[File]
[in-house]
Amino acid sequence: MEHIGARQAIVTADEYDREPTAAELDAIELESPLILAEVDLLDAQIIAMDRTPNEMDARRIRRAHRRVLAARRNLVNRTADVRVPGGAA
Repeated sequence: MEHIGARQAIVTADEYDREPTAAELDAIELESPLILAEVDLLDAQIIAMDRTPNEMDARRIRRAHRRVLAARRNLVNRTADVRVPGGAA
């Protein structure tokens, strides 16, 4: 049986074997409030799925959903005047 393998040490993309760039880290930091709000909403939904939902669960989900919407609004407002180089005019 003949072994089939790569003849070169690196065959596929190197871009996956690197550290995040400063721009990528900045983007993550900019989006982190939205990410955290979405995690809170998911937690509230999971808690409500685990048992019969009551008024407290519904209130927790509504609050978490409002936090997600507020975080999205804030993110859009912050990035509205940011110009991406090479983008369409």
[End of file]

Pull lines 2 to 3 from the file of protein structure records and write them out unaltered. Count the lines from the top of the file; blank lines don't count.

Amino acid sequence: MEHIGARQAIVTADEYDREPTAAELDAIELESPLILAEVDLLDAQIIAMDRTPNEMDARRIRRAHRRVLAARRNLVNRTADVRVPGGAA
Repeated sequence: MEHIGARQAIVTADEYDREPTAAELDAIELESPLILAEVDLLDAQIIAMDRTPNEMDARRIRRAHRRVLAARRNLVNRTADVRVPGGAA